This time load up the Session Ukulele – Charango instrument in Kontakt 7.
Set the Voicing Generator to As Played. This allows us to play single strummed notes rather than automatically playing chords.
Copy the MIDI used here. This plays A2, D2, A2, G2. This follows the bass line the first time around, and the second time around it harmonizes the D bass note with a G.
At the default tempo this plays back very fast, and sounds a touch manic.
So, let’s slow it down by opening the Playback panel, and setting the Tempo parameter to 1/2.
This sounds much more natural.
We can quickly change the strumming pattern using the arrows in the song preset panel. Let’s set the C1 strumming pattern, which is the default pattern played when no keyswitch is used, to 5 Easy Going A. You’ll also need to return the Voicing Generator to ‘As played’ when you change the strumming pattern.
This part sounds a little dry, so let’s spice things up with some effets. Open the Effects panel, then click the first effect slot to add an effect.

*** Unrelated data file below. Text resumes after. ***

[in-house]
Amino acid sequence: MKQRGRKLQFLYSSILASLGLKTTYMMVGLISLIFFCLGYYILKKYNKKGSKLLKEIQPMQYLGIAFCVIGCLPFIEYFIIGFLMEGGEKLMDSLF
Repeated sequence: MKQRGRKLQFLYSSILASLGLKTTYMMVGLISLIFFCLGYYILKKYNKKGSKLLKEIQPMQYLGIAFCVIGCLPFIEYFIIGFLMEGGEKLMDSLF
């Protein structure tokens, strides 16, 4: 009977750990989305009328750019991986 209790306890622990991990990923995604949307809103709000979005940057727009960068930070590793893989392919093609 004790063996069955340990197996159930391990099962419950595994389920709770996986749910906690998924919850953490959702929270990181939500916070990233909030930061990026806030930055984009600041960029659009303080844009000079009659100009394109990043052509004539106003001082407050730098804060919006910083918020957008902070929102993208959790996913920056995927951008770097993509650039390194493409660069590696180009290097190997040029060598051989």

Select the Replika effect.
Set the Delay Time parameter to 1/4 note dotted.
This gives the part a smoothly-flowing delay effect that helps it sit nicely with the beats and bass in the mix.
3. Carry a melody
Session Ukulele has dedicated versions of the instrument available for melody, so let’s use one of them to give a musical idea a more interesting texture.
Here’s an example project featuring a piano part and a drum part. The piano is playing both the chords and the melody.
We can get a more interesting mix if we use a different instrument to play the melody line. This time load up the Session Ukulele – Soprano (Melody) instrument in Kontakt 7.
Let’s mute the piano melody so we can replace it.
Now we play the melody on the Session Ukulele track.
This default sound is a little quiet and plain in context, so let’s use Session Ukulele’s Sound Preset feature to help it sound better in the mix. Click the Sound Preset drop-down menu and select 13 Lonely 2000s.